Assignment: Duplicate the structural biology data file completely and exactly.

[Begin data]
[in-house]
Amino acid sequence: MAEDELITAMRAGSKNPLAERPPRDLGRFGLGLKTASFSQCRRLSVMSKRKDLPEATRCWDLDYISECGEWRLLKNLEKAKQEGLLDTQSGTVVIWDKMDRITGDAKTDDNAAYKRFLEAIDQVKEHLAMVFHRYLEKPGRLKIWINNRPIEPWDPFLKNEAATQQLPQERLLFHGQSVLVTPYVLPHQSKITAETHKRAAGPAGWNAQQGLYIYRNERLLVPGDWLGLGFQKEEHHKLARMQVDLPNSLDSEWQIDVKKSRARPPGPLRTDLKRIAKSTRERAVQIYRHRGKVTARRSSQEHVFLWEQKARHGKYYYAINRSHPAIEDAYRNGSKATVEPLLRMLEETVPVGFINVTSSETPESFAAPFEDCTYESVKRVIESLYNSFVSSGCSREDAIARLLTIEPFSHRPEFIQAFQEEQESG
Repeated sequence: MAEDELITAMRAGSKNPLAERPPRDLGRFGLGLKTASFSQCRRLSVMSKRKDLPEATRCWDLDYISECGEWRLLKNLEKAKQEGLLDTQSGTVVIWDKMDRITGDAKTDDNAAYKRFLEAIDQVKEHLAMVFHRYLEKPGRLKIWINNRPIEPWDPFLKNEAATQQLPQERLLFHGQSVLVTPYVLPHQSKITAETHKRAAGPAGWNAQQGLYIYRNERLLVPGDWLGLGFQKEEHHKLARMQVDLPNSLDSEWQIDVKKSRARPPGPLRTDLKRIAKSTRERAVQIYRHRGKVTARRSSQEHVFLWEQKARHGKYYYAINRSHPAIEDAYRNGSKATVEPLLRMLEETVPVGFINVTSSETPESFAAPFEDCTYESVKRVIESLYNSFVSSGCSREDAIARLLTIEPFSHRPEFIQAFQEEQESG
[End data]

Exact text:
[in-house]
Amino acid sequence: MAEDELITAMRAGSKNPLAERPPRDLGRFGLGLKTASFSQCRRLSVMSKRKDLPEATRCWDLDYISECGEWRLLKNLEKAKQEGLLDTQSGTVVIWDKMDRITGDAKTDDNAAYKRFLEAIDQVKEHLAMVFHRYLEKPGRLKIWINNRPIEPWDPFLKNEAATQQLPQERLLFHGQSVLVTPYVLPHQSKITAETHKRAAGPAGWNAQQGLYIYRNERLLVPGDWLGLGFQKEEHHKLARMQVDLPNSLDSEWQIDVKKSRARPPGPLRTDLKRIAKSTRERAVQIYRHRGKVTARRSSQEHVFLWEQKARHGKYYYAINRSHPAIEDAYRNGSKATVEPLLRMLEETVPVGFINVTSSETPESFAAPFEDCTYESVKRVIESLYNSFVSSGCSREDAIARLLTIEPFSHRPEFIQAFQEEQESG
Repeated sequence: MAEDELITAMRAGSKNPLAERPPRDLGRFGLGLKTASFSQCRRLSVMSKRKDLPEATRCWDLDYISECGEWRLLKNLEKAKQEGLLDTQSGTVVIWDKMDRITGDAKTDDNAAYKRFLEAIDQVKEHLAMVFHRYLEKPGRLKIWINNRPIEPWDPFLKNEAATQQLPQERLLFHGQSVLVTPYVLPHQSKITAETHKRAAGPAGWNAQQGLYIYRNERLLVPGDWLGLGFQKEEHHKLARMQVDLPNSLDSEWQIDVKKSRARPPGPLRTDLKRIAKSTRERAVQIYRHRGKVTARRSSQEHVFLWEQKARHGKYYYAINRSHPAIEDAYRNGSKATVEPLLRMLEETVPVGFINVTSSETPESFAAPFEDCTYESVKRVIESLYNSFVSSGCSREDAIARLLTIEPFSHRPEFIQAFQEEQESG